Any thoughts?

UPDATE: Pakistan: Drone Strikes Are Violations Of Sovereignty

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President Obama Acknowledges Existence of Pakistan War

Predator firing missiles

For the first time, President Obama has officially acknowledged that the USA is waging war in Pakistan. It’s sometimes difficult to keep in mind that almost everything we know about drone strikes is based on anonymous sources. The U.S. government until now has refused to address the subject on the record. David Dayen on FDL:

It’s a sad commentary on our media that the President had to answer questions yesterday about drones for the first time, and the questions didn’t come at a White House press briefing or major print interview, but in a virtual YouTube town hall with members of the public.

The L.A. Times has more:

“I think that we have to be judicious in how we use drones,” Obama said Monday, adding that they have been used for “very precise, precision strikes against Al Qaeda and their affiliates.”

Obama went on to say that “obviously a lot of these strikes have been in the FATA,” the acronym for Pakistan’s federally administered tribal areas, and for “going after Al Qaeda suspects who are in very tough terrain along the border between Afghanistan and Pakistan.”

“This thing is kept on a very tight leash,” Obama said. The U.S. does not use drones “willy-nilly” but in a way that avoids more intrusive military actions.

He described the attacks as carefully targeted. But drone attacks known as “signature strikes” — which are not aimed at specific individuals but against vehicles, camps or houses believed to be used by militants — have expanded dramatically during his presidency.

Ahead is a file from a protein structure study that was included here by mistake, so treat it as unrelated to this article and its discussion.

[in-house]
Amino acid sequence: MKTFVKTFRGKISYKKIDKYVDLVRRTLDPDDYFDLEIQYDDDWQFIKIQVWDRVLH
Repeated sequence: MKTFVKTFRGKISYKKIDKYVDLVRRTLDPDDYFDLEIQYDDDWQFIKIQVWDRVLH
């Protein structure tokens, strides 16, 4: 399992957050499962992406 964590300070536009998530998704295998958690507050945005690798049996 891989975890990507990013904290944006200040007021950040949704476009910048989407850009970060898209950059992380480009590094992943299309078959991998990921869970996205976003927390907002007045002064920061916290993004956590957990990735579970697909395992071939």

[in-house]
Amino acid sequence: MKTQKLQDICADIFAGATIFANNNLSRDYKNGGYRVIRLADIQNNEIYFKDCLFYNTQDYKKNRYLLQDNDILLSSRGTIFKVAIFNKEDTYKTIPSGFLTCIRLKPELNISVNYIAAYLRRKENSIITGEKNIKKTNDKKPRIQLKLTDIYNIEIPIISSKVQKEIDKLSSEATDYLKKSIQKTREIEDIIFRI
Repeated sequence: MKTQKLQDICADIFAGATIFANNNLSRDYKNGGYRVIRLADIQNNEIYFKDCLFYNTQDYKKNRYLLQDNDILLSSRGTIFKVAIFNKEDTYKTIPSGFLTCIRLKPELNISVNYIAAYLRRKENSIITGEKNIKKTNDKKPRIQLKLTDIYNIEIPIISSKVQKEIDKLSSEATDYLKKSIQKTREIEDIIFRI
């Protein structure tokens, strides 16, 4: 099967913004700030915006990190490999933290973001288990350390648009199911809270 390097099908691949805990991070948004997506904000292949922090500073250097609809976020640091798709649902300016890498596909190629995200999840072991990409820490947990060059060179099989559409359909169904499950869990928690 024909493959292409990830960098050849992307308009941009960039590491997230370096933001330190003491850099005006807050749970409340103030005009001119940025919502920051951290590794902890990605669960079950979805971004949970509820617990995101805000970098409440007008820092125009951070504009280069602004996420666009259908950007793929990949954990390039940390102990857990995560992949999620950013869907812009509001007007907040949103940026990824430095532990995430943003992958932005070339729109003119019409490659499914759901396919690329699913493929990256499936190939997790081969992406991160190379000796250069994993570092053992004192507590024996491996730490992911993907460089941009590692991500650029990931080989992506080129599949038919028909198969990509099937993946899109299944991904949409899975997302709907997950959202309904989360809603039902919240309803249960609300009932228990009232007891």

Now that our government has admitted waging war in Pakistan, the next step is to ask how these attacks, and the hundreds of civilian casualties, can be justified. Maybe the Washington press corps will start asking some questions now that this is out in the open.

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The Long Goodbye

Casing the colors
Retiring the colors, US Forces Iraq.

Most accounts of the pullout are brief. Five years after Americans voted for withdrawal in the 2006 elections, the U.S. departed Camp Adder on December 16, the last base to be turned over to Iraq. It is now called Imam Ali Base and will be used by the Iraqi Air Force. (Shi’a Muslims regard Ali as the first Imam).

The Iraq fiasco started as a war of aggression labeled “Operation Iraqi Liberation” (OIL), which quickly changed to “Operation Iraqi Freedom” because the acronym gave away the real objective. At the end, it was “Operation New Dawn” (specially formulated for grease-cutting, but gentle enough for your hands).